Abigail Clapperton chose to study chemistry for the same reason many pursue the arts – it was an opportunity to be creative.
“You take a concept that might’ve been studied before by someone else, then you say, ‘Can I change this in any way to see if it does something different?’” she says. “Chemistry is beautiful, it’s about asking questions whose answers are unknown and challenging what is currently possible.”
Clapperton is graduating from U of T Scarborough this summer with a double major in biochemistry and human biology – and with double awards. She’s this year’s recipient of the Governor General’s Silver Medal, awarded to the undergraduate student with the highest academic standing in a bachelor’s program, and U of T’s Rose Sheinin Award, given to an outstanding woman student in science.
“I was pretty surprised, then I felt very honored,” she says. “To be recognized as a top woman in science, that just feels pretty magical. Seeing that really confirmed that the hard work was all worth it.”
Clapperton was in a lab when she found out about both awards. She recently finished a research thesis focused on designing molecules for their anti-cancer properties, a project she was drawn to in part to honour her grandfather, who died of the disease, and partly because “everyone has a cancer story.”
“I thought it was more interesting to design molecules that have a purpose behind them, that was a big draw for me,” she says. “It’s something I’m passionate about.”
That interest motivated her to become vice-president of Relay for Life UTSC, a group that fundraises for the Canadian Cancer Society. She was also a tutor with the Biology Students’ Association, a mentor with the First Year Experience Program, and eventually became a teaching assistant (TA).
I'm just proud of myself for finishing and doing well, and for doing something that I'm passionate about.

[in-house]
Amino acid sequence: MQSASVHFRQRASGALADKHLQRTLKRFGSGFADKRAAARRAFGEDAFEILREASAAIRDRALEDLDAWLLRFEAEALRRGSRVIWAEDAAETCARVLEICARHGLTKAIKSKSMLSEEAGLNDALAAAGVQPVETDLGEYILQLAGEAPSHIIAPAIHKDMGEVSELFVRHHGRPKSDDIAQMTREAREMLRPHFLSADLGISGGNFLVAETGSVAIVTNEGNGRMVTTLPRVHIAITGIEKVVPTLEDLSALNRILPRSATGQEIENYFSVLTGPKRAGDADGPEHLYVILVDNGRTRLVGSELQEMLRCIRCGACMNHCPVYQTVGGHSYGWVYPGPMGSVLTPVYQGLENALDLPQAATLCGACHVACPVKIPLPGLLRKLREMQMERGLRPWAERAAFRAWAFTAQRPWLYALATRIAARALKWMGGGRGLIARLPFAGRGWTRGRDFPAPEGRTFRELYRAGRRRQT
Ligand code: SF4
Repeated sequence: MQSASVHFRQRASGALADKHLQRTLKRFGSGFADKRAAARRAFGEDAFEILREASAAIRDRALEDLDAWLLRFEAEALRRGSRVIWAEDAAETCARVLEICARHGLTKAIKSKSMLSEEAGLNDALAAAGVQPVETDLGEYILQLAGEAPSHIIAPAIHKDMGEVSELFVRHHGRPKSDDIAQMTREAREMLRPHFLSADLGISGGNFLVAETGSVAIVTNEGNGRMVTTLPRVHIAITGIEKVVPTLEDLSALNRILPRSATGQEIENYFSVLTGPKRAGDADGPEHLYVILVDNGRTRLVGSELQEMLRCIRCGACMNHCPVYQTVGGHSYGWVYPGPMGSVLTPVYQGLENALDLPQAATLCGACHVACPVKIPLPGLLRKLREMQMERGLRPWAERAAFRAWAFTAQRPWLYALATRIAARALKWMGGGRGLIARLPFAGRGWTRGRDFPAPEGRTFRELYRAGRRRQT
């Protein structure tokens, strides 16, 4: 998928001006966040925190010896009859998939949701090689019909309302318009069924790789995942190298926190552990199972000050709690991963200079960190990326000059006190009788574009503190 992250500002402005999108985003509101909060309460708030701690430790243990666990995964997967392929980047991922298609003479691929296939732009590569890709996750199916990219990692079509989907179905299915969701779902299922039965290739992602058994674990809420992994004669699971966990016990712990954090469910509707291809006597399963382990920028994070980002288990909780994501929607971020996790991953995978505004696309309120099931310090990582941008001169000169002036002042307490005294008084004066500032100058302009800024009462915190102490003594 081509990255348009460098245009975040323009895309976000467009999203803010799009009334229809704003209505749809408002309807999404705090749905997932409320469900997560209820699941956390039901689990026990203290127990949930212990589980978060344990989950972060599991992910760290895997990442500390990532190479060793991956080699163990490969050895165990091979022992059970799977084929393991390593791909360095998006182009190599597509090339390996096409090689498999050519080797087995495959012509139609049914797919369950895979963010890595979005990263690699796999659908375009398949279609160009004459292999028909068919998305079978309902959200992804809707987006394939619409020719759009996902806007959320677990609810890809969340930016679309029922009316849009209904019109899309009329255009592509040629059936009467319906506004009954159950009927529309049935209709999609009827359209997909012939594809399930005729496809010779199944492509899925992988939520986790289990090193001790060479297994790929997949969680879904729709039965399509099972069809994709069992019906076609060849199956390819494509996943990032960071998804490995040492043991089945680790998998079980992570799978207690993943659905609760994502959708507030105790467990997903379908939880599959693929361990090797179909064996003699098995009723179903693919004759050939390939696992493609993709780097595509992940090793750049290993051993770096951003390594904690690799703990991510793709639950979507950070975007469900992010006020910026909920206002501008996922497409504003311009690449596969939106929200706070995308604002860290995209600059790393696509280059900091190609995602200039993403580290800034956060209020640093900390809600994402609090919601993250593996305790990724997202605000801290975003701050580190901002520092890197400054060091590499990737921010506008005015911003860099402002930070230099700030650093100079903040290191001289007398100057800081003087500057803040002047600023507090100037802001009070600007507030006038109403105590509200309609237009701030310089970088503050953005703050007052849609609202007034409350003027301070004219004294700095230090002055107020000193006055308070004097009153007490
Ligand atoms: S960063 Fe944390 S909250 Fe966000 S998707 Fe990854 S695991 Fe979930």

Clapperton says it was at first bizarre to be a TA after the pandemic began, particularly when presenting to a screen of black boxes. Conducting in-person research was similarly strange but had some benefits. Labs are often crowded with people, but she says social distancing regulations allowed for more one-on-one focus with instructors.
She attributes her continuously high grades in the online environment to internal motivation and luck. The lifelong Markham resident has lived at home with her family throughout the pandemic, and she was able to transition back to in-person research when public health restrictions allowed.
“What also helped me was being excited about learning. School and classes for me are about learning more, asking questions and figuring things out. I get really excited about that,” she says. “Even though it was online learning, I still found a way to get excited about it.”
This fall she is joining Team Tran, a group of “molecular architects” that work under Helen Tran at U of T’s St. George campus. She is pursuing a doctorate in chemistry as part of her long-term goal of becoming a professor. Clapperton hopes to develop herself as a researcher and communicator, then help others do the same.
Her advice to women studying in STEM fields is to reflect on priorities in their university careers, whether they be research, academics, a specific subject or networking. It is normal for goals to change, but she advises remaining aware of what they are; being mindful of overarching priorities can prevent doors from closing.
“I think a lot of women feel kind of forced into one path versus another, or that they're closed off from certain opportunities. And I think the important thing is to advocate for yourself and be able to say, ‘This is what I want and I'm going to put in the work needed to achieve it.’”
When she celebrates convocation on June 23, Clapperton says she will be reflecting on her university career and acknowledging how hard she has worked.
“I'm just proud of myself for finishing and doing well, and for doing something that I'm passionate about. This is a big moment for me and I'm proud of myself for seeing it through.”